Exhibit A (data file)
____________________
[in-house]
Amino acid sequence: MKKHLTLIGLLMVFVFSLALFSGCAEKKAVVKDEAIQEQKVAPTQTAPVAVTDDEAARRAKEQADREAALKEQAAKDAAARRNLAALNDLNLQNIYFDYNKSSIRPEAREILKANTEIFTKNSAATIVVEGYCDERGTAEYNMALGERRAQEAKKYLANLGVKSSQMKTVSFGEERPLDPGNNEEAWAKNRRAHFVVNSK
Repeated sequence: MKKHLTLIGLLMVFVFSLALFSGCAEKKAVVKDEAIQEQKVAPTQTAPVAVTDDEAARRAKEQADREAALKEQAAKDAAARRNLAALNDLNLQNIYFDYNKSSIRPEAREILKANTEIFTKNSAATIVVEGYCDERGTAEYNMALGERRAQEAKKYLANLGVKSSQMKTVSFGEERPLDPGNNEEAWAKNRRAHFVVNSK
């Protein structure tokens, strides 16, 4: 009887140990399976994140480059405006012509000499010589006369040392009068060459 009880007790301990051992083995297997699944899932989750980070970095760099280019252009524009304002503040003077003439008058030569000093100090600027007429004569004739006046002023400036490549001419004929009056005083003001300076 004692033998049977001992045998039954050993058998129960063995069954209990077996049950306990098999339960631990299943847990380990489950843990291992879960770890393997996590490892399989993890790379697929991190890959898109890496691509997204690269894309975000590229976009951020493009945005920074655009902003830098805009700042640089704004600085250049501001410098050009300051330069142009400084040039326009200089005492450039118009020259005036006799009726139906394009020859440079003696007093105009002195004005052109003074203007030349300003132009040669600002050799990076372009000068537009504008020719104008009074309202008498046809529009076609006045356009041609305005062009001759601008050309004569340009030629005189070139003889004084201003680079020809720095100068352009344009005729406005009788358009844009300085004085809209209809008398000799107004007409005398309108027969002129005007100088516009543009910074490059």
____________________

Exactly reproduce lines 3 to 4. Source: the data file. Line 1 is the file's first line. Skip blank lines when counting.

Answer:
Repeated sequence: MKKHLTLIGLLMVFVFSLALFSGCAEKKAVVKDEAIQEQKVAPTQTAPVAVTDDEAARRAKEQADREAALKEQAAKDAAARRNLAALNDLNLQNIYFDYNKSSIRPEAREILKANTEIFTKNSAATIVVEGYCDERGTAEYNMALGERRAQEAKKYLANLGVKSSQMKTVSFGEERPLDPGNNEEAWAKNRRAHFVVNSK
């Protein structure tokens, strides 16, 4: 009887140990399976994140480059405006012509000499010589006369040392009068060459 009880007790301990051992083995297997699944899932989750980070970095760099280019252009524009304002503040003077003439008058030569000093100090600027007429004569004739006046002023400036490549001419004929009056005083003001300076 004692033998049977001992045998039954050993058998129960063995069954209990077996049950306990098999339960631990299943847990380990489950843990291992879960770890393997996590490892399989993890790379697929991190890959898109890496691509997204690269894309975000590229976009951020493009945005920074655009902003830098805009700042640089704004600085250049501001410098050009300051330069142009400084040039326009200089005492450039118009020259005036006799009726139906394009020859440079003696007093105009002195004005052109003074203007030349300003132009040669600002050799990076372009000068537009504008020719104008009074309202008498046809529009076609006045356009041609305005062009001759601008050309004569340009030629005189070139003889004084201003680079020809720095100068352009344009005729406005009788358009844009300085004085809209209809008398000799107004007409005398309108027969002129005007100088516009543009910074490059």